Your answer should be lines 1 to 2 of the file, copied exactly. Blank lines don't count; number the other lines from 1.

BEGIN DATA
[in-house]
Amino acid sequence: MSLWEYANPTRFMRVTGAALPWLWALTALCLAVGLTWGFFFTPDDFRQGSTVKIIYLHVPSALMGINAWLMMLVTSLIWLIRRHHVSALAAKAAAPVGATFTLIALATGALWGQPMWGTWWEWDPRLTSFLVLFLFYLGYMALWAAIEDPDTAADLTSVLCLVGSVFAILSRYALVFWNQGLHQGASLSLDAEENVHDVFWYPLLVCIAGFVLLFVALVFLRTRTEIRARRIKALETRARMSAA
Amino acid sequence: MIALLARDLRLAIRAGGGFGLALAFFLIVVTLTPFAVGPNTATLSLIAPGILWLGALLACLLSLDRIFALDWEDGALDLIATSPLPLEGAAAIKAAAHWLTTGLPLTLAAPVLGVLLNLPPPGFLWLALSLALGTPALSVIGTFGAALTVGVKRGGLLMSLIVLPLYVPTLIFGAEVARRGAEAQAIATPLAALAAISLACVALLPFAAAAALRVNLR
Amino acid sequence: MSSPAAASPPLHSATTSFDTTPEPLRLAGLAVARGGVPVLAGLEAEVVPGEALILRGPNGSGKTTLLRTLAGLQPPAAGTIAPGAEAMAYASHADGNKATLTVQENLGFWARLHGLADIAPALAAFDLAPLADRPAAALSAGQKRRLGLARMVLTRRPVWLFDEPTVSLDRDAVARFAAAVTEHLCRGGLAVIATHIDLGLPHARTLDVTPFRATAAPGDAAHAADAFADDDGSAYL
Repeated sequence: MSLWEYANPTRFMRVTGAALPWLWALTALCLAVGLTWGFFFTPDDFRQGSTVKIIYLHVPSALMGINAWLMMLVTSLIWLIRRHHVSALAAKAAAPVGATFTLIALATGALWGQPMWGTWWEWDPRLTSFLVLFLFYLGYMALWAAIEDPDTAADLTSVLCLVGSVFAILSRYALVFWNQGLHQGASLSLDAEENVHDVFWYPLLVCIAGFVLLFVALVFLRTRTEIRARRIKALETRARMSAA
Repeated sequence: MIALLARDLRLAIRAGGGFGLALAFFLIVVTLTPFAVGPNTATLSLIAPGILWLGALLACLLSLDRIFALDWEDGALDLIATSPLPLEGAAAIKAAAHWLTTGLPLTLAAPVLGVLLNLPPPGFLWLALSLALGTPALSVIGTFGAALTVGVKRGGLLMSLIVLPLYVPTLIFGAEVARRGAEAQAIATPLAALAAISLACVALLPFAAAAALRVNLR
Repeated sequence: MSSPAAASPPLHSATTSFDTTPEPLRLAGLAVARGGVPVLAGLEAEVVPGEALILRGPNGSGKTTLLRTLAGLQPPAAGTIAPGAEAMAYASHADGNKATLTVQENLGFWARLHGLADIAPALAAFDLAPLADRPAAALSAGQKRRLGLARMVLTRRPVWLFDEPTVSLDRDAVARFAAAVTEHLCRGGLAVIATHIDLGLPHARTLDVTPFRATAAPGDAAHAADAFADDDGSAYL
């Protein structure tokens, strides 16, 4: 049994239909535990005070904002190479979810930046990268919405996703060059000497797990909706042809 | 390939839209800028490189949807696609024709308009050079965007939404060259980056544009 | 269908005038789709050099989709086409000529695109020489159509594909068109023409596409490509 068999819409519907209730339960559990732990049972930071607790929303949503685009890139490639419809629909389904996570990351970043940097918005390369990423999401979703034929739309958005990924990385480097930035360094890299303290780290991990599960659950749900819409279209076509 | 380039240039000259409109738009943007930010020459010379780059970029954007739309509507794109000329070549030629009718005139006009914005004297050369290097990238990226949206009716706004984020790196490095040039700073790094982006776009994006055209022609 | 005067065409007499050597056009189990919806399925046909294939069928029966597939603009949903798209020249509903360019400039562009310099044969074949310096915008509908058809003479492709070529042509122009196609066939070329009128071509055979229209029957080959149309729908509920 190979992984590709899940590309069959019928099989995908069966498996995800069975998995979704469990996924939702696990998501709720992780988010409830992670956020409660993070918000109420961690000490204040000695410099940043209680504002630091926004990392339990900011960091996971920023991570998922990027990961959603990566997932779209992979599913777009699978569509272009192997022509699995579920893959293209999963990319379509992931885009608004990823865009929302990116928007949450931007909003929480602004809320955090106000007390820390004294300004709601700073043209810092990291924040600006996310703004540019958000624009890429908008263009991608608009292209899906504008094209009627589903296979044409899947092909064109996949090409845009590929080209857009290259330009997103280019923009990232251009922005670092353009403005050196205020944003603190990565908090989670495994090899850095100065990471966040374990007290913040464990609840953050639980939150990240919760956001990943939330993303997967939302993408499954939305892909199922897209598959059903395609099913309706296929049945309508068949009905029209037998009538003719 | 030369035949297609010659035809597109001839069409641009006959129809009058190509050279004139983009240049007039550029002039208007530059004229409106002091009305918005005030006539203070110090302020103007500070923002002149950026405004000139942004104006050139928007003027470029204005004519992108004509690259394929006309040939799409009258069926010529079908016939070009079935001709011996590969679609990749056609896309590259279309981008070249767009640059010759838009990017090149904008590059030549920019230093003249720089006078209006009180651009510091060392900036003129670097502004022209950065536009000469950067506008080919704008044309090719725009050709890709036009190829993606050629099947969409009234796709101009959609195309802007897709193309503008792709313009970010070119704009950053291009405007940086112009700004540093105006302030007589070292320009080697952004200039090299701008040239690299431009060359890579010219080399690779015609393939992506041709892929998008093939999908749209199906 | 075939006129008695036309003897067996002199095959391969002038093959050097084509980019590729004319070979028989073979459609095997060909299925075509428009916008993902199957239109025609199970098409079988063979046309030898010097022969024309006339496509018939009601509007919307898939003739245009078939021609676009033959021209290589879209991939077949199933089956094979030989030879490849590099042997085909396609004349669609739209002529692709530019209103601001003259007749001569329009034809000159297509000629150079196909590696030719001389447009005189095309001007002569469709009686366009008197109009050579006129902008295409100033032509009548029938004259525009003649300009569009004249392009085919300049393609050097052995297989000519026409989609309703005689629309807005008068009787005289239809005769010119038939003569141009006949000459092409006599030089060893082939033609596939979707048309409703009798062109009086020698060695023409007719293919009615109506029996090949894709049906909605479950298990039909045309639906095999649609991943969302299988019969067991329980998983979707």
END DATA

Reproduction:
[in-house]
Amino acid sequence: MSLWEYANPTRFMRVTGAALPWLWALTALCLAVGLTWGFFFTPDDFRQGSTVKIIYLHVPSALMGINAWLMMLVTSLIWLIRRHHVSALAAKAAAPVGATFTLIALATGALWGQPMWGTWWEWDPRLTSFLVLFLFYLGYMALWAAIEDPDTAADLTSVLCLVGSVFAILSRYALVFWNQGLHQGASLSLDAEENVHDVFWYPLLVCIAGFVLLFVALVFLRTRTEIRARRIKALETRARMSAA